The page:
Two months ago, I was having a conversation with my friend in her home and my vision left. It came on slow enough for me to react by finding a place to sit and to inform my friend what was happening. My friend who is medically trained gave me some Aleve and said she thought I was having an ocular migraine. We then carried on our conversation like nothing had changed and within thirty minutes, my vision had returned. I waited anxiously for migraine that never came. I felt fine. Everything was fine.
A week later, I lost my vision again while leaving Walmart with my son. Like the previous incident, after thirty minutes my vision returned with no other symptoms. I went to the eye doctor who preformed scans and determined that my eyes were healthy but strained, a condition easily fixed with glasses. I was assured that any genetic blindness would be detected through scans years before any permanent blindness would set in. The doctor did however inform me that I was experiencing ocular migraines and that light was my trigger.
Two weeks ago, I lost my vision twice, two days in a row. Both times occurred when I was outside during sunset and the sun was particularly bright. Both times I was wearing strong prescription sunglasses. These two experiences were different than the times before because it came on almost instantly, like snow blindness. I was devastated. Despite the eye doctor’s assurance, my eyes were failing me.
Self-pity flowed through me. I felt it. Accepted it. Spent a day in it. And then I let the self-pity pass. I reasoned through the thousands of dollars we would spend to go to doctors who would send me to other doctors to tell me that they don’t know or that I have migraines. I reluctantly decided to consult a friend, who happened to also be a doctor, who correctly diagnosed a sunburned retina. An issue apart from ocular migraines. My eyes just needed to rest to recover.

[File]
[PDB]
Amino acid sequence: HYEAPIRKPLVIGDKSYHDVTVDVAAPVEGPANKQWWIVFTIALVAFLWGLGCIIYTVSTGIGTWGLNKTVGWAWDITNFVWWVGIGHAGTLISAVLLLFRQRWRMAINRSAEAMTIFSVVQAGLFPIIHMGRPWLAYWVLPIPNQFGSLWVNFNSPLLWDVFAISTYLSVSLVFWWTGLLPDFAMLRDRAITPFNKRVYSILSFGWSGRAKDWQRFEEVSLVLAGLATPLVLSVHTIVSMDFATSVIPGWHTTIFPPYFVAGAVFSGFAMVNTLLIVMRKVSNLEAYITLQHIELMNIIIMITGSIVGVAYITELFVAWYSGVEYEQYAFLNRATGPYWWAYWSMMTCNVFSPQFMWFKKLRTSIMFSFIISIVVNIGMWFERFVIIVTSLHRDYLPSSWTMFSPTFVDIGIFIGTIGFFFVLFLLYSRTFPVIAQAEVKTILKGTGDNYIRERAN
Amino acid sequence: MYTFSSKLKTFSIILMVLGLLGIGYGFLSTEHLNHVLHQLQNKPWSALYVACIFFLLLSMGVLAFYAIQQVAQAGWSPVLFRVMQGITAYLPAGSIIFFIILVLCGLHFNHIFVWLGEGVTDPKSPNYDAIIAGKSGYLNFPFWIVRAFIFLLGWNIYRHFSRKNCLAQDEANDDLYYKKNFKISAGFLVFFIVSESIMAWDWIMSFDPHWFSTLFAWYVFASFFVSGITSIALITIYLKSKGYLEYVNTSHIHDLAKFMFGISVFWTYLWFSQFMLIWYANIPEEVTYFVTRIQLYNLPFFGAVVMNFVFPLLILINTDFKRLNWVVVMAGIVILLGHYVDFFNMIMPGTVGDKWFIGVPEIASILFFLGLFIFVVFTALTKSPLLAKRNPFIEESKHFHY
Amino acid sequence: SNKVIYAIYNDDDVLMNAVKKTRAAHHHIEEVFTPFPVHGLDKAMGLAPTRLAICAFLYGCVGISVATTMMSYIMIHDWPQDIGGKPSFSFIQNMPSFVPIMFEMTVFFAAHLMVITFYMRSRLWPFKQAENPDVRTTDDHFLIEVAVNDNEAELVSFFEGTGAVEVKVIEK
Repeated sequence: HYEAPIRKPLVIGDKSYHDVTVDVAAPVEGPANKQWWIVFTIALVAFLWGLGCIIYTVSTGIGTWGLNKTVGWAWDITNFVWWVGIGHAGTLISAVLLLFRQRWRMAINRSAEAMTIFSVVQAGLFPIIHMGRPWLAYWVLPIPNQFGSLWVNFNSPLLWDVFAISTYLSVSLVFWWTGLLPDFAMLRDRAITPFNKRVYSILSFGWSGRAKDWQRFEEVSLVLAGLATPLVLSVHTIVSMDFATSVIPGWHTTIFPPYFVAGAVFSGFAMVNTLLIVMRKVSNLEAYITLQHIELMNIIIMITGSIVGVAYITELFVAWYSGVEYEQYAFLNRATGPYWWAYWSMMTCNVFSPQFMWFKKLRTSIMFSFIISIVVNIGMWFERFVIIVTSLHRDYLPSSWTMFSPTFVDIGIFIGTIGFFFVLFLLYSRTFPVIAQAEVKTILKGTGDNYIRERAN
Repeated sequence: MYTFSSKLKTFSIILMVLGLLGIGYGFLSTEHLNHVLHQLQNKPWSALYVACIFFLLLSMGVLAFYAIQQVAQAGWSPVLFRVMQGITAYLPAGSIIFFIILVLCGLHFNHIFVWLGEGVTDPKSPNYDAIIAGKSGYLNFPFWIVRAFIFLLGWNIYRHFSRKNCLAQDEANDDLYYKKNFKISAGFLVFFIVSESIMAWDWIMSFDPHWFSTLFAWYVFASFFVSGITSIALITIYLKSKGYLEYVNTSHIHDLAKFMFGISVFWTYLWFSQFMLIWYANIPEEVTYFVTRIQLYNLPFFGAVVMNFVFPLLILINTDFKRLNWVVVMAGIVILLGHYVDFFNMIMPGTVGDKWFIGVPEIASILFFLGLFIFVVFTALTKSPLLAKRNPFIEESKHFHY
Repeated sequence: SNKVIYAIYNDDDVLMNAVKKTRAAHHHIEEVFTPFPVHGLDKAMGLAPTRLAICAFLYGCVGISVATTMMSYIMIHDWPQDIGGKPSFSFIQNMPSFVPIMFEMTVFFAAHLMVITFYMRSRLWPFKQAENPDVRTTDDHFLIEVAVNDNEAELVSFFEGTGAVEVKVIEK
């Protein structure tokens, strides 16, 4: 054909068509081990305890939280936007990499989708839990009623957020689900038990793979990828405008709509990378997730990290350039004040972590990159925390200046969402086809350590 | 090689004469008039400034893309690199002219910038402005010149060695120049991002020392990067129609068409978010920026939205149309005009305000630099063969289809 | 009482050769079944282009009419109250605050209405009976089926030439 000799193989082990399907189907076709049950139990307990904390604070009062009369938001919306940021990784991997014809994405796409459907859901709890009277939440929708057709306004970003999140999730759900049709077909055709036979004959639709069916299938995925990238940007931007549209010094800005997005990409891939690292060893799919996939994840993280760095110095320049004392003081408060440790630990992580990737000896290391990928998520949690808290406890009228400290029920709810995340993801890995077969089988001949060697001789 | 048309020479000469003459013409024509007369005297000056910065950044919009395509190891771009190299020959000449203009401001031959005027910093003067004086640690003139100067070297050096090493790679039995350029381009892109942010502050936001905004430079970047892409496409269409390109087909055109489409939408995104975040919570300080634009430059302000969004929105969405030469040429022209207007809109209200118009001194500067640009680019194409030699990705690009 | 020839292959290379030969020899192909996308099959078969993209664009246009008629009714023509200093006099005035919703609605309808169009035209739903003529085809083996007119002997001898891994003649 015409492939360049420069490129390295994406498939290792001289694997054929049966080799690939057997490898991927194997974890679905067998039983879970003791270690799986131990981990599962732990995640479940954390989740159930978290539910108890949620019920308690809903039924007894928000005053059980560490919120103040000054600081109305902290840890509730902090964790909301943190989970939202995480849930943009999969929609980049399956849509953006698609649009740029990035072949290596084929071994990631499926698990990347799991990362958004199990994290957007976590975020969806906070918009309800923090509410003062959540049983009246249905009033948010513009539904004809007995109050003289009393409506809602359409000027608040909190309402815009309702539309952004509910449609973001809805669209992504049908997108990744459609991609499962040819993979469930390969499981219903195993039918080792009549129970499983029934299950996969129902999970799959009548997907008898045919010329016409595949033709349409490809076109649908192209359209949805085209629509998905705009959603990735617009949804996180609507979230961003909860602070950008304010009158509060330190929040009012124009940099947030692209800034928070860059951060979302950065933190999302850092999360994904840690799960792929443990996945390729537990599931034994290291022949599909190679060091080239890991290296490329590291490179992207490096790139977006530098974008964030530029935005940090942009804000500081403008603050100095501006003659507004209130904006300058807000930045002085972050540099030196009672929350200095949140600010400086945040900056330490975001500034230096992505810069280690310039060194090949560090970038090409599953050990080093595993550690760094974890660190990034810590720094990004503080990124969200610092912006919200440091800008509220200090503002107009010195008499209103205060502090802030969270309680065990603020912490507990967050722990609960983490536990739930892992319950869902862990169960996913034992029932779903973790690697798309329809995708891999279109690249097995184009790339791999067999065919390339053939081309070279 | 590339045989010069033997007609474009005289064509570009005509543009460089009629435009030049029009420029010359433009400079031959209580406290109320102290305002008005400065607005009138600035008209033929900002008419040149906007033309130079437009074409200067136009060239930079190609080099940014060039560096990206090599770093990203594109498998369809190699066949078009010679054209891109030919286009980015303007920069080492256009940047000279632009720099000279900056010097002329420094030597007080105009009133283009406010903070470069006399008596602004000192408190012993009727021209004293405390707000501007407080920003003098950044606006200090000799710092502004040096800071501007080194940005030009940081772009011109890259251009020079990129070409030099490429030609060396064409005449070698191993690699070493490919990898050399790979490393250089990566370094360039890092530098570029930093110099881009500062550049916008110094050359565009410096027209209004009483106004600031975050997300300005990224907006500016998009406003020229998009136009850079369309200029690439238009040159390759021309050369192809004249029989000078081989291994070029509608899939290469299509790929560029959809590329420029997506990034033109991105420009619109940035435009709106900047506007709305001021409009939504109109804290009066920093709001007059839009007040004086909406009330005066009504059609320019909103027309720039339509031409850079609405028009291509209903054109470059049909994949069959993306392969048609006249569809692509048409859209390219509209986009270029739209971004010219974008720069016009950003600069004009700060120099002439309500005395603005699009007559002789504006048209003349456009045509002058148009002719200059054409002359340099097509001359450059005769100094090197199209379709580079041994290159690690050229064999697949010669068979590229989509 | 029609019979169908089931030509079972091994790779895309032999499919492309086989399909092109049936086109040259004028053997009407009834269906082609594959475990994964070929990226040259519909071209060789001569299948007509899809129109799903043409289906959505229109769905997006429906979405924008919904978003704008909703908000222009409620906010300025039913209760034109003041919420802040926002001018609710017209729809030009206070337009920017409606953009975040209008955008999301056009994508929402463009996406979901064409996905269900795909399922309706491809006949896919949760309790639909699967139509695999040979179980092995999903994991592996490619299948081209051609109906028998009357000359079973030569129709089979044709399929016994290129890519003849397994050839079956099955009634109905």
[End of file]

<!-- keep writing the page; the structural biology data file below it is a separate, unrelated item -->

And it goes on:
Last week, I tried an eye treatment to help my eyes heal. The black powder is applied at night. The next morning, there is certainly a raccoon vibe as it looks like heavy eye liner. I liked how it looked so I left it. That morning it was noticeable how much less my eyes hurt when I went outside. My husband said it was my version of “eye black” like what the baseball players use.
Since then, I’ve invested in some wrap around sunglasses and continue to wear my unique eye liner. My eyes are feeling better. My husband has happily taken over most of the driving and I’m planning activities around the bright parts of the day to avoid the sun as much as possible. I’ve invoked my inner child’s adaptable spirit and have found ways to make my bi-polar eyes less problematic.
It is gift to have a sense temporarily taken. I would not ask for it, nor would I wish it upon anyone else, but now that I have experienced it, I have a new perspective that is full of gratitude. My vision is a gift.
Today, I’m writing a blog on a bright yellow keyboard in a dark basement with my eye comfort backlight on my screen. I’m not sure if any one wants to read about my brushes with blindness but it is a gift to simply be able to write about it. Gratitude is what I wish my readers to glean from this. I will embrace the creative spirit of my inner child and take all of adventures my body wishes to throw at me with enthusiasm. In the meantime, I will thoroughly enjoy these fine pleasures of sight, taste, sound, touch, and smell.